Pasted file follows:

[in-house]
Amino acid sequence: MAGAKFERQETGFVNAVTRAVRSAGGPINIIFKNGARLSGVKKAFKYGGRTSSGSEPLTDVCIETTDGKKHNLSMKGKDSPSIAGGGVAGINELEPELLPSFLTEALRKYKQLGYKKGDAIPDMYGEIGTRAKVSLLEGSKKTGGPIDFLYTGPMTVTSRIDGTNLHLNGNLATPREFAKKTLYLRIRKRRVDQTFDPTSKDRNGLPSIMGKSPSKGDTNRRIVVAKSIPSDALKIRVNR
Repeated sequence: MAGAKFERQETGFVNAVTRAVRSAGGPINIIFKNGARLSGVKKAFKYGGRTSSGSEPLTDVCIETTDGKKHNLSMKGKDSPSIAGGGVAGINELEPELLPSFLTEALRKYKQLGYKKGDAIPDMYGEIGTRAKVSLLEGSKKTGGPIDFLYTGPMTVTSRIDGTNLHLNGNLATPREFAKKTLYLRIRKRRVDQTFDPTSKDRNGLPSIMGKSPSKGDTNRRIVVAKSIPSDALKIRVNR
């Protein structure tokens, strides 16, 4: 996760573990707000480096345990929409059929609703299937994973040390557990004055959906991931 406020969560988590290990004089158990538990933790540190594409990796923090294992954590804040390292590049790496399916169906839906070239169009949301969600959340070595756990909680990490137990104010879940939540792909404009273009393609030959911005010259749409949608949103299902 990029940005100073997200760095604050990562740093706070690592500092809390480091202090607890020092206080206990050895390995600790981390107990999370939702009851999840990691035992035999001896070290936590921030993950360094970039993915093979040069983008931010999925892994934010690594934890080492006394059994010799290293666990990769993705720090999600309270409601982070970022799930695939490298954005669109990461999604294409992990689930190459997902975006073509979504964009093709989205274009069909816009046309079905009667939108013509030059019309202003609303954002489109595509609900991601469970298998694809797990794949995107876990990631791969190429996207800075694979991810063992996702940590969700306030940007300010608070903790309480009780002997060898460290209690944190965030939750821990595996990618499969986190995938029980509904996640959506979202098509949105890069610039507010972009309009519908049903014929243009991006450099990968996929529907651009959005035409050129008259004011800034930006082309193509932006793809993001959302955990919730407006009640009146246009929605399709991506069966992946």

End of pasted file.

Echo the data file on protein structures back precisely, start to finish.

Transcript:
[in-house]
Amino acid sequence: MAGAKFERQETGFVNAVTRAVRSAGGPINIIFKNGARLSGVKKAFKYGGRTSSGSEPLTDVCIETTDGKKHNLSMKGKDSPSIAGGGVAGINELEPELLPSFLTEALRKYKQLGYKKGDAIPDMYGEIGTRAKVSLLEGSKKTGGPIDFLYTGPMTVTSRIDGTNLHLNGNLATPREFAKKTLYLRIRKRRVDQTFDPTSKDRNGLPSIMGKSPSKGDTNRRIVVAKSIPSDALKIRVNR
Repeated sequence: MAGAKFERQETGFVNAVTRAVRSAGGPINIIFKNGARLSGVKKAFKYGGRTSSGSEPLTDVCIETTDGKKHNLSMKGKDSPSIAGGGVAGINELEPELLPSFLTEALRKYKQLGYKKGDAIPDMYGEIGTRAKVSLLEGSKKTGGPIDFLYTGPMTVTSRIDGTNLHLNGNLATPREFAKKTLYLRIRKRRVDQTFDPTSKDRNGLPSIMGKSPSKGDTNRRIVVAKSIPSDALKIRVNR
């Protein structure tokens, strides 16, 4: 996760573990707000480096345990929409059929609703299937994973040390557990004055959906991931 406020969560988590290990004089158990538990933790540190594409990796923090294992954590804040390292590049790496399916169906839906070239169009949301969600959340070595756990909680990490137990104010879940939540792909404009273009393609030959911005010259749409949608949103299902 990029940005100073997200760095604050990562740093706070690592500092809390480091202090607890020092206080206990050895390995600790981390107990999370939702009851999840990691035992035999001896070290936590921030993950360094970039993915093979040069983008931010999925892994934010690594934890080492006394059994010799290293666990990769993705720090999600309270409601982070970022799930695939490298954005669109990461999604294409992990689930190459997902975006073509979504964009093709989205274009069909816009046309079905009667939108013509030059019309202003609303954002489109595509609900991601469970298998694809797990794949995107876990990631791969190429996207800075694979991810063992996702940590969700306030940007300010608070903790309480009780002997060898460290209690944190965030939750821990595996990618499969986190995938029980509904996640959506979202098509949105890069610039507010972009309009519908049903014929243009991006450099990968996929529907651009959005035409050129008259004011800034930006082309193509932006793809993001959302955990919730407006009640009146246009929605399709991506069966992946």